The objective of the Center for Stock Assessment Research is undergraduate, graduate, and post-graduate training in the science associated with the problems of assessing the numerical abundance, spatial distribution, size distribution, and reproductive status of commercially important fish species. A broad and deep understanding of population processes is critical to the development and management of sustainable fisheries.
Finding the means to conserve fish populations and achieve sustainable fisheries requires understanding the effects of fishing on behavior, life history, and population biology of exploited fishes. At CSTAR, work focuses on using mathematical, statistical, and computer models to solve important environmental and ecological problems. The work is grounded in data, and also seeks to expand the base of basic knowledge that supports rigorous application of science to real-world problems. Furthermore, research on marine fisheries conducted at CSTAR allows testing theoretical predictions via natural and human experiments on a scale that is appropriate for understanding the dynamics of ecosystems. Such large-scale experiments are rarely available to the scientific community.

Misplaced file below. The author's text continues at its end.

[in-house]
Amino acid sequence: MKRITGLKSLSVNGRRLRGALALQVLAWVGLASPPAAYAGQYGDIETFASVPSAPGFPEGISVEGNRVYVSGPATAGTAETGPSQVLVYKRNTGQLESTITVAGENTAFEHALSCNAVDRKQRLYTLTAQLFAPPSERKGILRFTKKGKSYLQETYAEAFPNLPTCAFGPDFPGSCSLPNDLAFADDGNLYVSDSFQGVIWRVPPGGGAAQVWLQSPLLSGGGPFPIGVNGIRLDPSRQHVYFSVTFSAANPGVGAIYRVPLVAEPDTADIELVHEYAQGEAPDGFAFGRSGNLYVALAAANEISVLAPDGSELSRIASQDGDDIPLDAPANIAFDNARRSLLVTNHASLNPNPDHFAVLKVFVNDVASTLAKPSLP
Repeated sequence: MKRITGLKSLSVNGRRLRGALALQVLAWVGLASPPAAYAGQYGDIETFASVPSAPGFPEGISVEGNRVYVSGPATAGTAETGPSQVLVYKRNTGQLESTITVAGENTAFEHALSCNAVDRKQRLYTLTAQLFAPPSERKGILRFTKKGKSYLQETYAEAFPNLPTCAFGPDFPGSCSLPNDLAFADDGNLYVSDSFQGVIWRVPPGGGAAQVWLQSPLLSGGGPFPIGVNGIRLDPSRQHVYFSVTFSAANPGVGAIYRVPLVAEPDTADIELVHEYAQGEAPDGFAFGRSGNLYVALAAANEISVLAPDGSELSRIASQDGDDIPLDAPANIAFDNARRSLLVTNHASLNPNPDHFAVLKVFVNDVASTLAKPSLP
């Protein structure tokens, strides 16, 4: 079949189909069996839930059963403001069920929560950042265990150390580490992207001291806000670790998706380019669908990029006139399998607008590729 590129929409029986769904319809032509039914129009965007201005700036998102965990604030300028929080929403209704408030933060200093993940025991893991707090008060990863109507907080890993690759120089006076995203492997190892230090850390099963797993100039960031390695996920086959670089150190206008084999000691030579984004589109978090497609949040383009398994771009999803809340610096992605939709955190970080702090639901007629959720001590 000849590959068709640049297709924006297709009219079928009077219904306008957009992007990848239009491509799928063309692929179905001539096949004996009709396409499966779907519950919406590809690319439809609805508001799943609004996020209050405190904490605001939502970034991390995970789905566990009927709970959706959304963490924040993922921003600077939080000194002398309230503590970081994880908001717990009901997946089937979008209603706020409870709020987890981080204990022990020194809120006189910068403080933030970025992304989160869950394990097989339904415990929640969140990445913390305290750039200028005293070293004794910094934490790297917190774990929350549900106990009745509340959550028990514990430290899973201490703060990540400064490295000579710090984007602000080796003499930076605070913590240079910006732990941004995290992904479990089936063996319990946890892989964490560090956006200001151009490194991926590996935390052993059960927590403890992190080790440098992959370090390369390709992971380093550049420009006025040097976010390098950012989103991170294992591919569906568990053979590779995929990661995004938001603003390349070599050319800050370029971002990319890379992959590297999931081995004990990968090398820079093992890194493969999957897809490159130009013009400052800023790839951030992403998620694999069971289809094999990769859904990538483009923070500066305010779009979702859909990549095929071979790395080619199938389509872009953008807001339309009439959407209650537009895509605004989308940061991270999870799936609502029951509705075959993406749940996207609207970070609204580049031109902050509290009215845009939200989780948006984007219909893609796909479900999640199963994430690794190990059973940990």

CSTAR developed as a partnership between the SWFSC Fisheries Ecology Division and the University of California at Santa Cruz. Funds provided by the NOAA Fisheries Stock Assessment Improvement Plan have been granted annually to Dr. Marc Mangel to develop and manage the program. The CSTAR grant provides a level of core support, which is then leveraged by teaching assistantships and graduate research assistantships from other grants or contracts. This enables the program to create a relatively large and interactive group of quantitative scientists working on a wide range of problems in fishery management.
CSTAR - The Center for Stock Assessment Research
Contact: SWFSC Fisheries Ecology Division, Groundfish Analysis Team